What Constitutes a Good Life?: Flow
Professor Mihaly Csikszentmihalyi [Me-High Chick-Sent-Me-High] presents us with an intriguing topic, “What constitutes a good life? Few questions are of more fundamental importance to a positive psychology. Flow research has yielded one answer, providing an understanding of experiences during which individuals are fully involved in the present moment. Viewed through the experiential lens of flow, a good life is one that is characterized by complete absorption in what one does.”
The human mind is powerful. Brain study, philosophy, and religion tell us about significant values, reflect a legacy and story of a time and space, support communication, and are complex.
Studying and executing what you learn can liberate and inspire yourself and others. You do not need to be a professional scholar to start, although a background in Liberal Studies, the classics, or science is beneficial to provide context to what others have to say about what creates a good life.
It takes time each day, reading books, experience, and practice to understand and develop a good life. The research of Csikszentmihalyi, quotes by others, and life experience reveal how we can get into the flow of a good life. Not that the flow can always be constant.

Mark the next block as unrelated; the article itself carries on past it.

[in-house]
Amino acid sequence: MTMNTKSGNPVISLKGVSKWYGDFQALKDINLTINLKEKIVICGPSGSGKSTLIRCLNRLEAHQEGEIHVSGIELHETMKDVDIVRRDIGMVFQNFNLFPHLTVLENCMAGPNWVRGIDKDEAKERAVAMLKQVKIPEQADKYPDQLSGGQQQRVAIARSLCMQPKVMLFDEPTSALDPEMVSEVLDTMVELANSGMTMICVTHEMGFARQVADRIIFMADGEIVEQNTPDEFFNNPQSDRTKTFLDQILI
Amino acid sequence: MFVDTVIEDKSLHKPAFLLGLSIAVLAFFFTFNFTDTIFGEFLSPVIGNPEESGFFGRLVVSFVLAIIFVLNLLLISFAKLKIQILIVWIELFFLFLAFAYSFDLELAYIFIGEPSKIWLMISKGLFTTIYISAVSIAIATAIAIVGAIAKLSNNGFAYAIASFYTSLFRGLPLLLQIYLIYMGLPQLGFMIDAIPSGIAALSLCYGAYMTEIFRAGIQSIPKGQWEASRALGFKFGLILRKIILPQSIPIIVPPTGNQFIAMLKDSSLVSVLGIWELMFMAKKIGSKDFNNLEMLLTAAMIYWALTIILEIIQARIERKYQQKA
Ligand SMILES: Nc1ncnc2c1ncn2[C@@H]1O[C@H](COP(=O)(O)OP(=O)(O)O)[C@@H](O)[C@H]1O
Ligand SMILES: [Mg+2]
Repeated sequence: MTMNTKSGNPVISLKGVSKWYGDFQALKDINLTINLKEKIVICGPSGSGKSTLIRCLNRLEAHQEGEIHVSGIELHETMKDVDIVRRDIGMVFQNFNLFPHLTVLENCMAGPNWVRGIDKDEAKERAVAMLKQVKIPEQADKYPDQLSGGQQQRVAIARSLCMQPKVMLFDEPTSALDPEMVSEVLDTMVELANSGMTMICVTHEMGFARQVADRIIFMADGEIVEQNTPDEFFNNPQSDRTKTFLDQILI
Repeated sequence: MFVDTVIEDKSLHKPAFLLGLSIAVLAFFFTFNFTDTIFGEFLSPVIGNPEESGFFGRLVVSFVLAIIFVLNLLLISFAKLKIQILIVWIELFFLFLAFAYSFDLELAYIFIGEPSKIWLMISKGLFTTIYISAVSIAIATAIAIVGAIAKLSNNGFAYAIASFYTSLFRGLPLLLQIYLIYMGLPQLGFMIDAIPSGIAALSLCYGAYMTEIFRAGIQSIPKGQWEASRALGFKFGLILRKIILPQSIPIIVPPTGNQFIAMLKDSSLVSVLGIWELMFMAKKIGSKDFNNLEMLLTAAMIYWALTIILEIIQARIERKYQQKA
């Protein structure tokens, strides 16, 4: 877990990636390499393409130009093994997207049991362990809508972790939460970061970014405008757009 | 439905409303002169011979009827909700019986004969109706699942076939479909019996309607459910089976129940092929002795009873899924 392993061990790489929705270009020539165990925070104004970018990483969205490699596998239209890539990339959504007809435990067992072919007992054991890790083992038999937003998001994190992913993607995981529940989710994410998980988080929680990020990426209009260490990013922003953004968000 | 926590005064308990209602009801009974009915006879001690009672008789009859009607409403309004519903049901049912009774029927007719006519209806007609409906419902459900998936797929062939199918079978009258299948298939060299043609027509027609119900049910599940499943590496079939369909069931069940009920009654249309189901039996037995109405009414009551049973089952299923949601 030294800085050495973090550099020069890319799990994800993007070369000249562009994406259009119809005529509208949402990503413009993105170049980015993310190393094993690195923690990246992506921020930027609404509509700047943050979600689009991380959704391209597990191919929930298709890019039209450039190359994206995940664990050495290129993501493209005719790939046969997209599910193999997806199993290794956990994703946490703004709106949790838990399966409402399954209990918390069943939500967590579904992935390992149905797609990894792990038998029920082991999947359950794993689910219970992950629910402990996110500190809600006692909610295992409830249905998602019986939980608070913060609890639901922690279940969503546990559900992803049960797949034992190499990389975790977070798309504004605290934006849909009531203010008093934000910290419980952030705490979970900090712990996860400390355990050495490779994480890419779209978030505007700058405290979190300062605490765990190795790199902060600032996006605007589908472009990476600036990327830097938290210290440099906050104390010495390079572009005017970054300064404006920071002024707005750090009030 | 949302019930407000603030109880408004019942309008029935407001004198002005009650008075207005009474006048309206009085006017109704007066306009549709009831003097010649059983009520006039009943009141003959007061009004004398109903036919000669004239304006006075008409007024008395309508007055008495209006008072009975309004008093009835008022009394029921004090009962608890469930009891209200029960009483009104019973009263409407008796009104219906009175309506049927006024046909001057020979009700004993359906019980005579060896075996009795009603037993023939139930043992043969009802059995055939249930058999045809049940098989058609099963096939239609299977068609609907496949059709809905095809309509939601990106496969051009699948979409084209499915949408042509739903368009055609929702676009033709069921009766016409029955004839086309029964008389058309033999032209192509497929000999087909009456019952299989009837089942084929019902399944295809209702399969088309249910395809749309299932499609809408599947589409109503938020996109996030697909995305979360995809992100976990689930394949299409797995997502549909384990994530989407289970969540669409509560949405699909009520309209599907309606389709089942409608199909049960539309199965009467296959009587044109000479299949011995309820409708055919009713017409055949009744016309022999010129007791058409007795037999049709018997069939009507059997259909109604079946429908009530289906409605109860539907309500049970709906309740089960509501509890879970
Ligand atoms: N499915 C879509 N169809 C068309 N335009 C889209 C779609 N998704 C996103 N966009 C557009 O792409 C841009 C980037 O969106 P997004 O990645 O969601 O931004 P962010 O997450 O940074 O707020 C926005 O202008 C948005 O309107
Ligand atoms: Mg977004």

“Mihaly Csikszentmihalyi asks, ‘What makes a life worth living?’ Noting that money cannot make us happy, he looks to those who find pleasure and lasting satisfaction in activities that bring about a state of ‘flow.’ Mihaly Csikszentmihalyi has contributed pioneering work to our understanding of happiness, creativity, human fulfillment and the notion of ‘flow’-- a state of heightened focus and immersion in activities such as art, play and work.
Click the play button to see Csikszentmihalyi’s TedTalk.
Research on flow contributes knowledge to several topics that are of central importance to positive psychology. In the first place, it illuminates the phenomenology of optimal experience, answering the question, What is it like to live fully, to be completely involved in the moment? Second, this perspective leads to questions about the long-term consequences of optimal experience: Does the sum of flow over time add up to a good and happy life? Or only under certain conditions, that is, if the person develops an autotelic personality and learns to enjoy high challenges?
Furthermore, this line of research tries to unravel the conditions that act as obstacles or facilitators to optimal experience, focusing especially on the most prominent institutions such as the family, schools, and the workplace. Although it seems clear that flow serves as a buffer against adversity and prevents pathology, its major contribution to the quality of life consists in endowing momentary experience with value.”
Food for Thought
What conclusion can you now draw about living a good life and its impact on your world today?
What books, videos, or articles have you read or watched that support Csikszentmihalyi’s research or provide another perspective?
How would you adapt to some of Csikszentmihalyi’s suggestions about living a good life?
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Credit: www. ted. com/talks/mihaly_csikszentmihalyi_on_flow?utm_campaign=social&utm_medium=referral&utm_source=facebook. com&utm_content=talk&utm_term=social-science, eweaver .myweb. usf. edu/2002-Flow.pdf, youtube. com/watch?v=fXIeFJCqsPs